The “Listen Again” series went over well enough that your favorite rockin’ record reviewer decided to follow the lead of some TV execs and do a spin-off. In this series we once more examine previously-released albums but the platters we shall peruse in this particular series will be (Rolling Stone magazine) five-star albums. This edition of the series we examine Frank Sinatra’s September of My Years.
For those not up on their pre-rock history, (Francis Albert) “Frank” Sinatra was an American singer and actor who got his start in show business back in the 1940s. September of My Years marked his fifth tuneful team-up with Gordon Jenkins who was his arranger and conductor. They stepped into the studio in April of 1965 and completed the recording process late the following month.
Side one opens on the titular track “The September of My Years”. This one was composed by the award-winning songwriters Jimmy Van Heusen and Sammy Cahn. (It would go on to be nominated for the Grammy Award for Song of the Year.)
The second selection is the first of two Jenkins compositions “How Old Am I?” Also included on this side is Sinatra’s take on singer-songwriter Sunny Skylar’s “Don’t Wait Too Long” and another Van Heusen-Cahn collaboration “It Gets Lonely Early”. It’s followed by the second Jenkins tune “This Is All I Ask” which Jenkins himself considered his “finest composition”.
Sinatra included an encore performance of the Harold Arlen-E.Y. Harburg song “Last Night When We Were Young” which had previously appeared on Sinatra’s 1954 platter In the Wee Small Hours . The side ends on Bart Howard’s “The Man in the Looking Glass”.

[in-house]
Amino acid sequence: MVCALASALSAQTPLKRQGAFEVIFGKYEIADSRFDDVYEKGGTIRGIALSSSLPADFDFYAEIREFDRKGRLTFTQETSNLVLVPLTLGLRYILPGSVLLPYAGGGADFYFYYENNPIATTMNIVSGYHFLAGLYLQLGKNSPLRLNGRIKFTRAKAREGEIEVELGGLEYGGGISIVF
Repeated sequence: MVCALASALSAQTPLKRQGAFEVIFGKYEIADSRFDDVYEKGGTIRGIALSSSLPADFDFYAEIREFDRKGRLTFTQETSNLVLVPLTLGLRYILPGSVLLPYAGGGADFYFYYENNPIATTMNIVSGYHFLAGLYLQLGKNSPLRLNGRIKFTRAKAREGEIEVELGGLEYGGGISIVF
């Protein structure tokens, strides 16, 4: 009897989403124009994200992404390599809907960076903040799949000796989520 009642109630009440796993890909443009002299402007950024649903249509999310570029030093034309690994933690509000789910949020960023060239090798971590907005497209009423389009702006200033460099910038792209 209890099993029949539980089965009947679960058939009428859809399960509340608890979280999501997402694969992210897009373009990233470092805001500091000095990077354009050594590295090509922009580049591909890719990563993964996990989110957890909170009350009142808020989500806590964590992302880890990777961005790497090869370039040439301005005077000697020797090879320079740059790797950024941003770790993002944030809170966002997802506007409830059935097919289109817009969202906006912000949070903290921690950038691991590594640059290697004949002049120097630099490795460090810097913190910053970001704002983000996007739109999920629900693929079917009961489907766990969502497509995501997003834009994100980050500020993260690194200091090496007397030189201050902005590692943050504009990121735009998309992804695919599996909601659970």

The flip side opens on the now famous “It Was a Very Good Year” by Ervin Drake which was first put out by The Kingston Trio. The song recounts all of the singer’s lovers over the years. Sinatra did it in D-minor which apparently helped to distinguish it.
The next number is “When the Wind Was Green” by Henry Stinson. It’s quickly forgotten once Sinatra breaks into his version of the Rodgers and Hammerstein hit “Hello, Young Lovers” from The King and I. “I See It Now” by Broadway writers Alec Wilder and William Engvick is also included here.
The show tunes continue as Sinatra sings “Once Upon a Time” from the 1962 musical All American by Charles Strouse and Lee Adams. The closing cut is the memorable pop standard “September Song” by Kurt Weill and Maxwell Anderson from the show Knickerbocker Holiday. With a running time of over 44 minutes the Reprise release hit the record racks in August of 1965.
It was a mix of pop music, traditional songs and vocal jazz that would mark a surge in Sinatra’s popularity mere months before his 50th birthday. It rose to number 5 on the Billboard Pop Albums chart and garnered a Grammy. “It Was a Very Good Year” also scored a Grammy and Jenkins also won one for the arrangement of the song.
Sinatra would not be forgotten and in 1998 the vinyl was remastered for CD as a part of the Reprise-Capitol Records “Entertainer of the Century” which is presently out of print. 2010 witnessed Concord Records reissuing the CD version complete with two bonus tracks. They were a live version of “This Is All I Ask” and the 1968 single mix of “How Old Am I?”
Frank Sinatra’s September of My Years/ Rep. 1014 is a popular music masterpiece that summarized the punchy sentimentality a generation of men felt. Interestingly, one of the LP’s highlights, “It Was a Very Good Year”“It Was a Very Good Year””It Was a Very Good Year””It Was a Very Good Year””It Was a Very Good Year” “It Was a Very Good Year”“It Was a Very Good Year”, was both an exceptional, eloquent expression of adult sexist nostalgia and a critically-acclaimed cut. For Sinatra it was, indeed, a very good year.
My name is Phoenix and . . . that’s the bottom line.